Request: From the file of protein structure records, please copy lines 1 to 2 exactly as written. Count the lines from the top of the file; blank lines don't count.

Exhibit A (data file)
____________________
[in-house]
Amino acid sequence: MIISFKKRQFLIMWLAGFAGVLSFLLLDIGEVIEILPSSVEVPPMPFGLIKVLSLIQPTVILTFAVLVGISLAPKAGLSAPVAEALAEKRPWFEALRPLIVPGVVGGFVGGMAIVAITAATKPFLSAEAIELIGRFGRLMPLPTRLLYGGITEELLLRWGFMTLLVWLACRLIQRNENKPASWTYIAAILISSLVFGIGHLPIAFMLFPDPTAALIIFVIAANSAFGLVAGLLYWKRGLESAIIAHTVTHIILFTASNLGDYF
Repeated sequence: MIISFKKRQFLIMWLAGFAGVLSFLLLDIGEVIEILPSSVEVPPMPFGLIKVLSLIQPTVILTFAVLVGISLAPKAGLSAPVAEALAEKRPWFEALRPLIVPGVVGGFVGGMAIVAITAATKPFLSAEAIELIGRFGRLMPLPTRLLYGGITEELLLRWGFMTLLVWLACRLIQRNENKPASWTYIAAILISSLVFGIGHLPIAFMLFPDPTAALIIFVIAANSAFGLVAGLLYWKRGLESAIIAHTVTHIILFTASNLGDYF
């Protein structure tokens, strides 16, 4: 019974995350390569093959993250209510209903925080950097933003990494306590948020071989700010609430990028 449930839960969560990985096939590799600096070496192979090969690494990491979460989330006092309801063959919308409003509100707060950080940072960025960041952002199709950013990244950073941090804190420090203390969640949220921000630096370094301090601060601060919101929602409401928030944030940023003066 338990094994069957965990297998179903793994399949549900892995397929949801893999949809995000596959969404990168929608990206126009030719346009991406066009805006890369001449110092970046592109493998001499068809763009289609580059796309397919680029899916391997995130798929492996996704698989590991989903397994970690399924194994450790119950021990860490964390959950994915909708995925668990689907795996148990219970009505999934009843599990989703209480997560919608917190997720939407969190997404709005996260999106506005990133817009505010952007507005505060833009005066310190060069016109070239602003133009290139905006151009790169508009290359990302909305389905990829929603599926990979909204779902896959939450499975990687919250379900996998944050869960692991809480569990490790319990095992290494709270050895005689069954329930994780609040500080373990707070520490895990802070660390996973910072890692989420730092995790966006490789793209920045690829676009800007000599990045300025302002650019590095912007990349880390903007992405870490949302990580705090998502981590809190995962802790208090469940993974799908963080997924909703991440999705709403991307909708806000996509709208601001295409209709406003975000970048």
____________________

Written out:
[in-house]
Amino acid sequence: MIISFKKRQFLIMWLAGFAGVLSFLLLDIGEVIEILPSSVEVPPMPFGLIKVLSLIQPTVILTFAVLVGISLAPKAGLSAPVAEALAEKRPWFEALRPLIVPGVVGGFVGGMAIVAITAATKPFLSAEAIELIGRFGRLMPLPTRLLYGGITEELLLRWGFMTLLVWLACRLIQRNENKPASWTYIAAILISSLVFGIGHLPIAFMLFPDPTAALIIFVIAANSAFGLVAGLLYWKRGLESAIIAHTVTHIILFTASNLGDYF